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BWW Review: ROYAL BALLET LIVE: WITHIN THE GOLDEN HOUR, Royal Opera House

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Find out what we thought of the Royal Ballet's latest gala

BWW Review: ROYAL BALLET LIVE: WITHIN THE GOLDEN HOUR, Royal Opera HouseBWW Review: ROYAL BALLET LIVE: WITHIN THE GOLDEN HOUR, Royal Opera HouseThis latest gala from the Royal Ballet had been planned to be performed in front of a live and appreciative audience, drinking in their first in-person, post lockdown performance. Alas, the stars did not align, but the tenacity of the Opera house team means this "all guns blazing" display is still a joy to watch online.

Christopher Wheeldon's Within the Golden Hour takes centre stage, but the luxury programming does not start there, as we are served countless star turns and party pieces. The resident dream-team of Marianela Nunez and Vadim Muntagirov make light work of the explosive Le Corsaire pas de deux, Natalia Osipova's unique interpretation of The Dying Swan and the world premiere of Valentino Zucchetti's Scherzo proving a decisive display to showcase the strength in the full company.

Francesca Hayward and Cesar Corrales were denied their debuts as Odette and Siegfried in Swan Lake this Spring, but audiences are treated to the Act I pas de deux that tracks their first encounter here. It's a delicate and almost careful showing. Hayward is timid, stealing the occasional glance at her Siegfried but nothing further is built upon. Technically the partnership is tight and everything is very nice to look at but it's nothing to match the giddy heights of their Romeo and Juliet pas de deux from a past production.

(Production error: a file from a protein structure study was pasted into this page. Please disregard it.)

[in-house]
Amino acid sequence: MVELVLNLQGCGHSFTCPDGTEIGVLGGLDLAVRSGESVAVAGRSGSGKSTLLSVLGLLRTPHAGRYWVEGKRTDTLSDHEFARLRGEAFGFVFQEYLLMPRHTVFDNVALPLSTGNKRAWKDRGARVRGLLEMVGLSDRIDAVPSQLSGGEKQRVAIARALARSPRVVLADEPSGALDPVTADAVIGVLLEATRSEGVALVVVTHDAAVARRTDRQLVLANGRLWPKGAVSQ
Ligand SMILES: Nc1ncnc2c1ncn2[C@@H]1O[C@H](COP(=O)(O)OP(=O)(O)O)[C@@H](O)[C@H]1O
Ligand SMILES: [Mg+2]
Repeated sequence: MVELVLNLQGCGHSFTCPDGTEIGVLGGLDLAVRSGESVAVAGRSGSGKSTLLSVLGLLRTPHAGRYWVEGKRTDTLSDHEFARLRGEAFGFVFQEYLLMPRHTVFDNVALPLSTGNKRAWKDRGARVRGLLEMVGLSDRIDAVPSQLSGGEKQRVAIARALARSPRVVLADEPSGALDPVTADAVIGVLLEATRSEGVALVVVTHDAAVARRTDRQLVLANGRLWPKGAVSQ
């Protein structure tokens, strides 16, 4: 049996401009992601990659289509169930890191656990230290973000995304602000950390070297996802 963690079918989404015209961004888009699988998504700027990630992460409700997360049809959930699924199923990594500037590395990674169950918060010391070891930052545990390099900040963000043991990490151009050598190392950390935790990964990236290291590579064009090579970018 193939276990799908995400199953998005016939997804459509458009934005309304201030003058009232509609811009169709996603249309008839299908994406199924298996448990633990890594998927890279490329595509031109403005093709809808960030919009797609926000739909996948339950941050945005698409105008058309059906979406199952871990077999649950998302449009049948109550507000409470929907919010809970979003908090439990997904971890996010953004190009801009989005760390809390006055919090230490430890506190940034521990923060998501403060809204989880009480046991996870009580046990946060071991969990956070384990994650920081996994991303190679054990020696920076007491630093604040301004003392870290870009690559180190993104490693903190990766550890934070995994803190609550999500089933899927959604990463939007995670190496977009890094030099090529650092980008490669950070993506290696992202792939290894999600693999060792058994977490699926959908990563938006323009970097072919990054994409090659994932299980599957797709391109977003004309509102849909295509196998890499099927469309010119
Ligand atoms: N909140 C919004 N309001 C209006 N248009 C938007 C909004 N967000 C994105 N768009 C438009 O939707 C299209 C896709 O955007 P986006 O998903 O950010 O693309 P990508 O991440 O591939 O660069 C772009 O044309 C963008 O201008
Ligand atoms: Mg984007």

In contrast, there are some powerful performances and inspired castings. Akane Takada and Alexander Campbell are dreamy delights in Frederick Ashton's Rhapsody. Takada is undeservedly not normally one to attract opening nights and the big occasions, but her technique is exquisite as she leaps elegantly into her partners arms, exhibiting admirable core strength and grace.

Cathy Marston's In Our WIshes, seen in a previous gala, was also offered up again here with alternative casting. Romany Pajdak and Calvin Richardson gave intense performances in this story of a troubled relationship. Pajdak highlights her skill as a gifted actress, her torment visible (an advantage of streaming being the close-up camera work) while Richardson is a strong, slightly menacing presence. The tension between the pair makes for a great watch.

Still, there is more before the main event has even begun. Experienced Principals, Laura Morera and Federico Bonelli deliver a soaring bedroom pas de deux from Manon. While Anna-Rose O'Sullivan and Marcelino Sambe continue to charm as they deal effortlessly with the pinpoint precision of Balanchine's Tchaikovsky Pas de Deux.

How fitting that the central couples in Christopher Wheeldon's centre-piece, Within the Golden Hour, should glow so luminously on stage. Enhanced through costuming featuring flecks of gold from Jasper Conran and a score from Ezio Bosso, it's a sumptuous treat that allows its dancers to luxuriate in atmospheric and varied sections of choreography. Fumi Kaneko and Reece Clarke are the most eye-catching partnership with Kaneko's beautiful line and Clarke's strong, secure partnering.

Without a single weak link in the chain, the Royal Ballet seem to have benefited, in anything from their time away from the stage. There is a tangible hunger in the virtuoso jumps and leaps from the men while the women are serene and considered in their multi-faceted roles. You'll be hard pushed to find room for improvement.

Royal Ballet Live: Within the Golden Hour is available to view online until 13 December for £10.


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From This Author Vikki Jane Vile